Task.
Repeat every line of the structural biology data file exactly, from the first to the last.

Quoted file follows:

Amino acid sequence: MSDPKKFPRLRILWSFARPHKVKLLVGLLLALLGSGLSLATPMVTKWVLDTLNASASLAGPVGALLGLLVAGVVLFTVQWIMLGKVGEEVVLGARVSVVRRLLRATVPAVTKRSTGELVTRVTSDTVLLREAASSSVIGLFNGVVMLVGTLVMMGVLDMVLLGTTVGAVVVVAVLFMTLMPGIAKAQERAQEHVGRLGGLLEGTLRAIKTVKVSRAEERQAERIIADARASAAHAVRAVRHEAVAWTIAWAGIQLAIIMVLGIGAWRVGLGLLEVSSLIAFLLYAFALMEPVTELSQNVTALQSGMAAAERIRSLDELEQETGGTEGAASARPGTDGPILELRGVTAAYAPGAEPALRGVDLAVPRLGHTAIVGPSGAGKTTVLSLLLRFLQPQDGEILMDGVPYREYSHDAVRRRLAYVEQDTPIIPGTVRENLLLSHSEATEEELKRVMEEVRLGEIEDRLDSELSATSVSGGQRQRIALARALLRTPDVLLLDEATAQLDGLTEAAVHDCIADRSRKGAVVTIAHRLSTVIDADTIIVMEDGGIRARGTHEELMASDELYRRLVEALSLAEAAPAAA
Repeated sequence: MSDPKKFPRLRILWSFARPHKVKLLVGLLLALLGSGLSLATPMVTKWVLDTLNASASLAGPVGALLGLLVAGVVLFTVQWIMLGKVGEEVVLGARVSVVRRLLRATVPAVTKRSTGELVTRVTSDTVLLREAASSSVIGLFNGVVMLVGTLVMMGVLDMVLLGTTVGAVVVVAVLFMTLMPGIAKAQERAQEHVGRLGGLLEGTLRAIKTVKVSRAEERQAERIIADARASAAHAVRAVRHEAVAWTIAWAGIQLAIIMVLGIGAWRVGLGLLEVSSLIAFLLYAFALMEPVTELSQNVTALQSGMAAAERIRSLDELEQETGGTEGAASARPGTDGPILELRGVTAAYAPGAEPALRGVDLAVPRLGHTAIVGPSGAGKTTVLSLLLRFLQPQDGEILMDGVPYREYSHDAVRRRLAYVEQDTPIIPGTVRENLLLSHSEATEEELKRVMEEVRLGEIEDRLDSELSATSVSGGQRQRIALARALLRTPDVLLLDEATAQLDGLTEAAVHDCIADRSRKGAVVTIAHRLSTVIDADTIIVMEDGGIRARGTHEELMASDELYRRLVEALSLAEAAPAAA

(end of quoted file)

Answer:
Amino acid sequence: MSDPKKFPRLRILWSFARPHKVKLLVGLLLALLGSGLSLATPMVTKWVLDTLNASASLAGPVGALLGLLVAGVVLFTVQWIMLGKVGEEVVLGARVSVVRRLLRATVPAVTKRSTGELVTRVTSDTVLLREAASSSVIGLFNGVVMLVGTLVMMGVLDMVLLGTTVGAVVVVAVLFMTLMPGIAKAQERAQEHVGRLGGLLEGTLRAIKTVKVSRAEERQAERIIADARASAAHAVRAVRHEAVAWTIAWAGIQLAIIMVLGIGAWRVGLGLLEVSSLIAFLLYAFALMEPVTELSQNVTALQSGMAAAERIRSLDELEQETGGTEGAASARPGTDGPILELRGVTAAYAPGAEPALRGVDLAVPRLGHTAIVGPSGAGKTTVLSLLLRFLQPQDGEILMDGVPYREYSHDAVRRRLAYVEQDTPIIPGTVRENLLLSHSEATEEELKRVMEEVRLGEIEDRLDSELSATSVSGGQRQRIALARALLRTPDVLLLDEATAQLDGLTEAAVHDCIADRSRKGAVVTIAHRLSTVIDADTIIVMEDGGIRARGTHEELMASDELYRRLVEALSLAEAAPAAA
Repeated sequence: MSDPKKFPRLRILWSFARPHKVKLLVGLLLALLGSGLSLATPMVTKWVLDTLNASASLAGPVGALLGLLVAGVVLFTVQWIMLGKVGEEVVLGARVSVVRRLLRATVPAVTKRSTGELVTRVTSDTVLLREAASSSVIGLFNGVVMLVGTLVMMGVLDMVLLGTTVGAVVVVAVLFMTLMPGIAKAQERAQEHVGRLGGLLEGTLRAIKTVKVSRAEERQAERIIADARASAAHAVRAVRHEAVAWTIAWAGIQLAIIMVLGIGAWRVGLGLLEVSSLIAFLLYAFALMEPVTELSQNVTALQSGMAAAERIRSLDELEQETGGTEGAASARPGTDGPILELRGVTAAYAPGAEPALRGVDLAVPRLGHTAIVGPSGAGKTTVLSLLLRFLQPQDGEILMDGVPYREYSHDAVRRRLAYVEQDTPIIPGTVRENLLLSHSEATEEELKRVMEEVRLGEIEDRLDSELSATSVSGGQRQRIALARALLRTPDVLLLDEATAQLDGLTEAAVHDCIADRSRKGAVVTIAHRLSTVIDADTIIVMEDGGIRARGTHEELMASDELYRRLVEALSLAEAAPAAA